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    In your case, he made money and Uber lost money. Under the upfront pricing that Uber/Lyft use, if they quote you $15, under normal circumstances, the driver would make $9, maybe, plus the tip. Based on what your saying, I'm guessing Uber lost money because the 30 minute time for a 12 miles ride ate up their side of the money.

    The flexibility is the only true upside to Uber/Lyft. My wife and I both get up at 2:45 am, Tuesday thru Saturday, she has to catch a 4 am bus. Most mornings, I have to be in and on the road around 4:15 am, so we get up together. But, even on the mornings when I don't start until 6:30, I still get up at 2:45 because her getting out of bed wakes me up. Rather than go back to bed, I'll go out and drive for 2 hours, I've had 2 hour blocks during the week where I've made $15 and I've had them where I've made $80, depends on if I can get airport trips.
     
  9. striker

    striker Road Train Member

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    Uber and Lyft are both getting ready to cut driver pay, while raising charges to the passenger (Lyft has already raised rates in 15 cities). Under the new planned rates in effect in a few cities, driver pay is $.63 pickup, $.53 cents per mile (IRS deduction is $.57) and $.20 cents per minute. There are several drivers in the Denver area who have surveyed riders, and kept tabs, the consensus, they could raise rates to within 60% of cab rates before riders would balk. If Uber and Lyft raised rates to within 60% of cab rates, and paid drivers 50% of that, the companies and the drivers would all turn a profit, at least in the Denver market.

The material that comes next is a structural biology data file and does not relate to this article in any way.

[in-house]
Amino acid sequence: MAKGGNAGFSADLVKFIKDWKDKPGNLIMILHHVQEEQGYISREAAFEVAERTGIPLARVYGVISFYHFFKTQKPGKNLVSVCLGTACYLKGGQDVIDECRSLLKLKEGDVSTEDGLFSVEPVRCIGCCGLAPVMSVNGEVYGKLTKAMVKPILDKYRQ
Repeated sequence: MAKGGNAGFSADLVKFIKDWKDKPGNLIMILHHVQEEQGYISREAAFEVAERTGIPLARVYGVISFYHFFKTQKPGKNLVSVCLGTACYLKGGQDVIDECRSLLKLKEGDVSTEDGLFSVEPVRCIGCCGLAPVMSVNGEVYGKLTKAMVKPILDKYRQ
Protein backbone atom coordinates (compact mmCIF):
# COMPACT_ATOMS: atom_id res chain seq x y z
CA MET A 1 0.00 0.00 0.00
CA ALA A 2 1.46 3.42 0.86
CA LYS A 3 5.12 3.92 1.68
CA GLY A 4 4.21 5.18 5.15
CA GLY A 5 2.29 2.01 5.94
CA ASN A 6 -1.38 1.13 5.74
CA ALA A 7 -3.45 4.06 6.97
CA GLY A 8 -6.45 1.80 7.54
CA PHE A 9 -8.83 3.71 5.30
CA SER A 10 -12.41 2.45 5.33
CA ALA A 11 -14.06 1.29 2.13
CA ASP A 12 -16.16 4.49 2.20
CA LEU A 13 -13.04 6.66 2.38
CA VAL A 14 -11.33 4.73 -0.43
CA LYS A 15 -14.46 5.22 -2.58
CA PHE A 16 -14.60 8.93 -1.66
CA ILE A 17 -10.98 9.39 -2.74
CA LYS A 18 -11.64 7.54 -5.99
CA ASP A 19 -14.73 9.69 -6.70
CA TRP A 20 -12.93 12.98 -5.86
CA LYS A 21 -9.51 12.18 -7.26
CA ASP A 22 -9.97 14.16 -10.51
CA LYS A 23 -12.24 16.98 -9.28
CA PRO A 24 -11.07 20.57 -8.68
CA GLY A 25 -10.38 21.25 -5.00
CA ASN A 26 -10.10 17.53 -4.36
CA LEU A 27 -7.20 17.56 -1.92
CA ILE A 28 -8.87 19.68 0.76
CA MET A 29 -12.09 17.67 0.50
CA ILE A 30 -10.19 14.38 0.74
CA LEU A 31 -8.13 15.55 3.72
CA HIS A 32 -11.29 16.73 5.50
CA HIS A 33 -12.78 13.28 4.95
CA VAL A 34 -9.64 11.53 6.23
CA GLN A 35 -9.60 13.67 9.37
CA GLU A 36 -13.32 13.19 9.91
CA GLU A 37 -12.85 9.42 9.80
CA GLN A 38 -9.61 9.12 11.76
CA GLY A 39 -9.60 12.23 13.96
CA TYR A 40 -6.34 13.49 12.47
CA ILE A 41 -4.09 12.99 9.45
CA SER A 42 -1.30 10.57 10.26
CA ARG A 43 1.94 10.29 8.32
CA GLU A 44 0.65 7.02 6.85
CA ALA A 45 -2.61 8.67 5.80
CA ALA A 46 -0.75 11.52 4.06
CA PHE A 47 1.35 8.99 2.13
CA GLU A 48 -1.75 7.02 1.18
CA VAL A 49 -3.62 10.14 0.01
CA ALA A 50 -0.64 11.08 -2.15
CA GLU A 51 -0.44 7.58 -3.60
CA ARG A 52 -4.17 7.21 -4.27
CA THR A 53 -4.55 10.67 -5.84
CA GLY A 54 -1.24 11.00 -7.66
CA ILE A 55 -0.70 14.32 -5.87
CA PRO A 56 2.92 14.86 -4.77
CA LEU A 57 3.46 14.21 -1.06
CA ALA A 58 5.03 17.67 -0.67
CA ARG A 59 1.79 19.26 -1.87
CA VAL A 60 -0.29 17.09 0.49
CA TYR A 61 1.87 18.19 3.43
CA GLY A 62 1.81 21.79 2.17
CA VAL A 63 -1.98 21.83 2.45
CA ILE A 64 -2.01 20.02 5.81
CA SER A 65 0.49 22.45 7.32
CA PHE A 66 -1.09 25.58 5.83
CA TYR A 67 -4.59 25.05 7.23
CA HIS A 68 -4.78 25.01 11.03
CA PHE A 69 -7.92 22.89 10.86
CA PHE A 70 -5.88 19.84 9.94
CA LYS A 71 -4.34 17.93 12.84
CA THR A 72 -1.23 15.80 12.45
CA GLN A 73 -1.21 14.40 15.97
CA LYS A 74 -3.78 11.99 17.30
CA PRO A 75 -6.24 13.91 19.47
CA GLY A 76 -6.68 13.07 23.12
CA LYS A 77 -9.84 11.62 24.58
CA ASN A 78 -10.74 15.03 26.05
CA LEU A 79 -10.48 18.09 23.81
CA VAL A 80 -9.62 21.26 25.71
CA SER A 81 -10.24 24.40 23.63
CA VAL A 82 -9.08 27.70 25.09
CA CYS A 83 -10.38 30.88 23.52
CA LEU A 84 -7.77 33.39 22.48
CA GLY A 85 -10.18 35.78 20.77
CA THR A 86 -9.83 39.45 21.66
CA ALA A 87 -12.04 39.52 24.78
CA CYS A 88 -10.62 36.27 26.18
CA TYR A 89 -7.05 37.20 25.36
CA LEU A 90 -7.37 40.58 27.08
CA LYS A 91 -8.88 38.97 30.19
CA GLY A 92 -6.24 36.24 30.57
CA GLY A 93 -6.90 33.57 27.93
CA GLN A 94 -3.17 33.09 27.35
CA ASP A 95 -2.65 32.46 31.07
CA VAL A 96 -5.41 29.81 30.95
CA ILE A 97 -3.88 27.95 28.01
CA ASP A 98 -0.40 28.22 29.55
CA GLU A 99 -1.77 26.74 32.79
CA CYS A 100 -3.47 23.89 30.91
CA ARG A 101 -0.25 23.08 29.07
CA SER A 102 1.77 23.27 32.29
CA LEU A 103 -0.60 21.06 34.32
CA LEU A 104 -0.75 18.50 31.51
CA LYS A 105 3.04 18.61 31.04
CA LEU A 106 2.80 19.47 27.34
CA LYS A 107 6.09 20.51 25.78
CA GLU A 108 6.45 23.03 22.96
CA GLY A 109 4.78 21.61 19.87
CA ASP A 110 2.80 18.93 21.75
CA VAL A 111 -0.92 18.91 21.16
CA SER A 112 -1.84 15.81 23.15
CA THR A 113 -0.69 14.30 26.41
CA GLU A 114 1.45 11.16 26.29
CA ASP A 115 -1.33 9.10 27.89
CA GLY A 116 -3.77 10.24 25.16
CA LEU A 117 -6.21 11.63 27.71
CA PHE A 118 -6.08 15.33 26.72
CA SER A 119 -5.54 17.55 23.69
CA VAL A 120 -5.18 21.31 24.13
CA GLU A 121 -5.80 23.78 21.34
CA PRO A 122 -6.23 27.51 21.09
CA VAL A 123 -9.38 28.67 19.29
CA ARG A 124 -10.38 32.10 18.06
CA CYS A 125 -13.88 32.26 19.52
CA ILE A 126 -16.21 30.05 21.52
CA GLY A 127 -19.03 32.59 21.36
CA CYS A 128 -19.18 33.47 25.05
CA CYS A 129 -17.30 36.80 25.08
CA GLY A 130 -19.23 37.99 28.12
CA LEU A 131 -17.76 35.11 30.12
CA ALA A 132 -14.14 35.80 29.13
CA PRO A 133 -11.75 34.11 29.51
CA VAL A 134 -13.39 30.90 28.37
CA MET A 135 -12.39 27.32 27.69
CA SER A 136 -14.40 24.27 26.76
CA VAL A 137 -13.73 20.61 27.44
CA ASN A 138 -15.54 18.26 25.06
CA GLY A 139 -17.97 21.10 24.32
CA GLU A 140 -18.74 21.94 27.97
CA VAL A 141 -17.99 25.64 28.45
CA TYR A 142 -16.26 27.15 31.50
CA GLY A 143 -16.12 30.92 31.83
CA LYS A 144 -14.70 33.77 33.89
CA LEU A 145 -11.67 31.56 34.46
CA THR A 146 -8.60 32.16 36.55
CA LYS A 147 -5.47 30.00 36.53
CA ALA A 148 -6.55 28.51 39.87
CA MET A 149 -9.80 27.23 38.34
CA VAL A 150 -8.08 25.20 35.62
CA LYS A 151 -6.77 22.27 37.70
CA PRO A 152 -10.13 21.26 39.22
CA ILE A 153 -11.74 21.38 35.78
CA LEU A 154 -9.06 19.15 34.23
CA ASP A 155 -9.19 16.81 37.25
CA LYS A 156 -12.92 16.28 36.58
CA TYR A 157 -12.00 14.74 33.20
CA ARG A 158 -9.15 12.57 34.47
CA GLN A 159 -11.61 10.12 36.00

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  10. striker

    striker Road Train Member

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    That's scary